By the images and water conditions I can bet you have Calcium and Magnesium deficiency altogether. We can assume Ca will be supplied by crushed coral (but I'm not sure how quickly it will start to dissolve in those conditions) but you'll also need to supply Mg (usually as MgSO4 - Epsom salts).

This calc may be helpful with setting up correct doses etc.:
 

monozuki

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Thread starter
Joined
8 Dec 2020
Messages
5
Location
UK
By the images and water conditions I can bet you have Calcium and Magnesium deficiency altogether. We can assume Ca will be supplied by crushed coral (but I'm not sure how quickly it will start to dissolve in those conditions) but you'll also need to supply Mg (usually as MgSO4 - Epsom salts).
TCN Complete already has Mg though? Along with N, P, K as well as trace amounts of Fe, Mn, Cu and Zn as I recall... Yeah, Mg - 0.8%. Are you saying more is needed? As in, a fertiliser with a higher Mg concentration than what I'm providing at the moment?
 
Joined
20 Dec 2019
Messages
345
Location
South Carolina
The black holes and browning in Java fern mean that leaf is dying. Go ahead and cut those affected leaves off the rhizome. It will recover and send up new leaves. My trident does this when something changes in the water chemistry and I now know to get rid of those leaves ASAP or they will rot quickly.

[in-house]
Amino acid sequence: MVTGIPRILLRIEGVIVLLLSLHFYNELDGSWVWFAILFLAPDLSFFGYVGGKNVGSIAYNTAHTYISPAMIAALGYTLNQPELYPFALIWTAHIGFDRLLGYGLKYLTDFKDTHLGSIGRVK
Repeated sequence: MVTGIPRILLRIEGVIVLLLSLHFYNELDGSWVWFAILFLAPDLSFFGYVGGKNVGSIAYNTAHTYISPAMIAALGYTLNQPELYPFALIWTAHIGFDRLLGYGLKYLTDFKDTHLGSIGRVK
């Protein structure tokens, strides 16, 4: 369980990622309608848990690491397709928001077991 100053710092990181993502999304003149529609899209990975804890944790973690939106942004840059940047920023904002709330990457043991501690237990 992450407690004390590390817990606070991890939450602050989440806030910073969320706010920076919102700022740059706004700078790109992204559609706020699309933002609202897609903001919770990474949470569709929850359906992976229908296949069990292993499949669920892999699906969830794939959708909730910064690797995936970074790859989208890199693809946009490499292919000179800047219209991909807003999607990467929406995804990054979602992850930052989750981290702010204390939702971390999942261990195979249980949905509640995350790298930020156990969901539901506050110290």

monozuki

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Thread starter
Joined
8 Dec 2020
Messages
5
Location
UK
The black holes and browning in Java fern mean that leaf is dying. Go ahead and cut those affected leaves off the rhizome. It will recover and send up new leaves. My trident does this when something changes in the water chemistry and I now know to get rid of those leaves ASAP or they will rot quickly.
Would this apply to the other plants exhibiting this as well? The anubias, bucephalandras, Siamensis 53B.. etc? Or are you refering specifically to java fern? Also, if I were to do this, would it be every leaf where a black spot appears or rather just the ones most affected? Though, I guess if the black spots mean the leaf is dying there won't be much difference between one spot and 5, both will prolly die.
It's just that I knew crypts like to die off before they re-adjust to the new environment and grow new leaves, but for this to happen to most of the plants..
 

monozuki

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Thread starter
Joined
8 Dec 2020
Messages
5
Location
UK
They are all adjusting yes, anything with holes I would trim so it doesn’t pollute your tank. @DeepMetropolis gave you great advice, just let everything settle and keep up your routine.
Thank you :) Yes, I was hesitant to go wild with more cheimicals and I think your and @DeepMetropolis advice hit the nail on the head. I read a lot about this hobby 'needing patience' and thought I assimilated that fact, but it seems that once it's ones own babies plants on the line and panic sets in, patience is the first thng to go out the window, haha.
Am gonna wait til tomorrow and once I'm done with my work, I'll go in with some scissors do some sad aquascaping, lol.